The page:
The sport of fly fishing has been around for years and years. In medieval times, anglers fished for food, but the sport has evolved over the years to become a real test of skills. Anyone who has become involved in the sport of fly fishing knows how addictive in can be – but in a very good way!
Fly fishing is markedly different from regular fishing. With plain fishing, you use lures and often live bait to bring fish to your line and hook them. When you are fly fishing, you use a fly that resembles a real insect that the fish feed on naturally. The line is longer and you mimic the movement of the fly or insect on top of the water so that the fish thinks they are biting at a real insect.
Casting is constant in fly fishing. You put the fly out in the water and then draw it back several times so that the fish thinks the fly is landing on the water and then taking off again. With regular fishing, you cast your line and let it rest until the fish bites making the bobber sink into the water.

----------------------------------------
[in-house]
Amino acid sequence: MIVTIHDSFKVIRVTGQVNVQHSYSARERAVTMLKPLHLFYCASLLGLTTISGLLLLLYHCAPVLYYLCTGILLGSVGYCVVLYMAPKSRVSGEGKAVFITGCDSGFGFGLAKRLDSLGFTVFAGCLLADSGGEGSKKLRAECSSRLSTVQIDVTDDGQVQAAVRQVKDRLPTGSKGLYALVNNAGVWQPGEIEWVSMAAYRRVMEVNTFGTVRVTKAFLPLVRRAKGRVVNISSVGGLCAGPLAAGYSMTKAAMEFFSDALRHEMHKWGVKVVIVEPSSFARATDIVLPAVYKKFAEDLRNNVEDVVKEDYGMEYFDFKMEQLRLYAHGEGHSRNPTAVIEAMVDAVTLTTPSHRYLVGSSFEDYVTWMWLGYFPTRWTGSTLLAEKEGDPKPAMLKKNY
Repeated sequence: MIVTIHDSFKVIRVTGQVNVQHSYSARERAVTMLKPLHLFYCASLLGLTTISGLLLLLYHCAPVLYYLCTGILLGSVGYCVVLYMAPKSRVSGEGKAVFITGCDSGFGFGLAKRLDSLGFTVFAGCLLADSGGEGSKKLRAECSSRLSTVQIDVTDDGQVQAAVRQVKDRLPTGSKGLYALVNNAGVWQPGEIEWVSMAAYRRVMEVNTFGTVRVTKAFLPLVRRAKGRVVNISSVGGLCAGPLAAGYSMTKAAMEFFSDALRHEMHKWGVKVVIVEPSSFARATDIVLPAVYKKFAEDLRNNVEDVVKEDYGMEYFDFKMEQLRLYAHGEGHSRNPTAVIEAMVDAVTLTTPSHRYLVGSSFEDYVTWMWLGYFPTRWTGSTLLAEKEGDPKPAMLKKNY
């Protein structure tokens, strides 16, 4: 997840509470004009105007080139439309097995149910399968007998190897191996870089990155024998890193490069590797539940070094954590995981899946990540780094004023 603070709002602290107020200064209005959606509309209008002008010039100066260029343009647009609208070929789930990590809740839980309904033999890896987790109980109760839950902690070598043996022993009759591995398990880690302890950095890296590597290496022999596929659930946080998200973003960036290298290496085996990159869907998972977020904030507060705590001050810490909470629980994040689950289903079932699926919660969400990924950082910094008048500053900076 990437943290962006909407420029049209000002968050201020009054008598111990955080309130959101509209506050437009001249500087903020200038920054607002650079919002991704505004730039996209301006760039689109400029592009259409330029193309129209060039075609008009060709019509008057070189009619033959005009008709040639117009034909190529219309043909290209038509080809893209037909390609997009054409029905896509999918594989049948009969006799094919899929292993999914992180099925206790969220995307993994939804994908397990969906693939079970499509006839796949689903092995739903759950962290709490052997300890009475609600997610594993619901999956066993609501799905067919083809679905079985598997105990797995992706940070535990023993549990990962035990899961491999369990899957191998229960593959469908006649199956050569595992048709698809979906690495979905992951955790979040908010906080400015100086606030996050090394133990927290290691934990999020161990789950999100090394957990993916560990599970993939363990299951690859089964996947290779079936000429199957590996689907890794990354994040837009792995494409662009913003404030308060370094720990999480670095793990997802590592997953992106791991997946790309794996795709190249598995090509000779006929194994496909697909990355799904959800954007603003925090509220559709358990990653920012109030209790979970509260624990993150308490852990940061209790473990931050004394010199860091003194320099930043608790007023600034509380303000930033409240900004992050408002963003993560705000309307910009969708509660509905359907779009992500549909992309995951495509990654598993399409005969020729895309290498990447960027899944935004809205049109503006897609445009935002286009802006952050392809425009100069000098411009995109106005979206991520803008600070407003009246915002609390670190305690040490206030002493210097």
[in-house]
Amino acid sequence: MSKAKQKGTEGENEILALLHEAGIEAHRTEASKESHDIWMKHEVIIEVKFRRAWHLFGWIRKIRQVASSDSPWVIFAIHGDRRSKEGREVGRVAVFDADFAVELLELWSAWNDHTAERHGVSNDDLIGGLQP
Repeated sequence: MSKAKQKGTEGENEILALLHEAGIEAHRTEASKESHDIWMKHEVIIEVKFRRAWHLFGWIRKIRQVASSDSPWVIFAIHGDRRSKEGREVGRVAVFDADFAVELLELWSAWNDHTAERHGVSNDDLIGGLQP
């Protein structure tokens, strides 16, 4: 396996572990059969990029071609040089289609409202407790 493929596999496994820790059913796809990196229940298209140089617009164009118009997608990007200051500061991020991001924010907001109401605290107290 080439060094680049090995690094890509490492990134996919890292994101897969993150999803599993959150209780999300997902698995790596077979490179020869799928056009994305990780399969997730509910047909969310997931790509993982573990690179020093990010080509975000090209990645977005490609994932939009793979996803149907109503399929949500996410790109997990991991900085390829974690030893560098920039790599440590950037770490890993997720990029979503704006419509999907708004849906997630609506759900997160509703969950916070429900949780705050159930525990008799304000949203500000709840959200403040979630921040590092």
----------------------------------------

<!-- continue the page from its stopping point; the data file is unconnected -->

You can catch some pretty hefty fish using either method, but when you are fly fishing, you have the opportunity to “battle” the fish for survival. This can be extremely satisfying as man battles nature for the top position.
Flies are made out of natural materials in fly fishing while regular fishing utilizes latex and plastic lures made out of man-made materials. Many avid fly fishermen say that the fish are much more attracted to the natural lure rather than the man-made ones. This, they say, makes fly fishing an amazingly satisfying sport.
You can fish just about anywhere – a local pond, a lake, or even a reservoir. When you are fly fishing, you will want to go where the fish are most plentiful. That means traveling (perhaps) to rivers and streams where fish like trout and walleye are known to live. The challenge in fly fishing lies in making the fly look real to the fish below water.
Fly fishing in remote places like Alaska and Canada are great vacation getaways. You can plan a fly fishing trip to many different spots including Mexico, South America, and even Russia. That can be a great adventure – much more so than just fishing your local lake or pond.
Chess has been called “the sport of kings”, but many avid fly fishermen consider fly fishing to be the real sport of kings. It takes skill, finesse, and a lot of patience to get good at fly fishing. Thousands of anglers couldn’t agree more. When you’ve been fly fishing once, you’ll want to go back over and over and over again. May the fish bite well for you!
Posted by Anonymous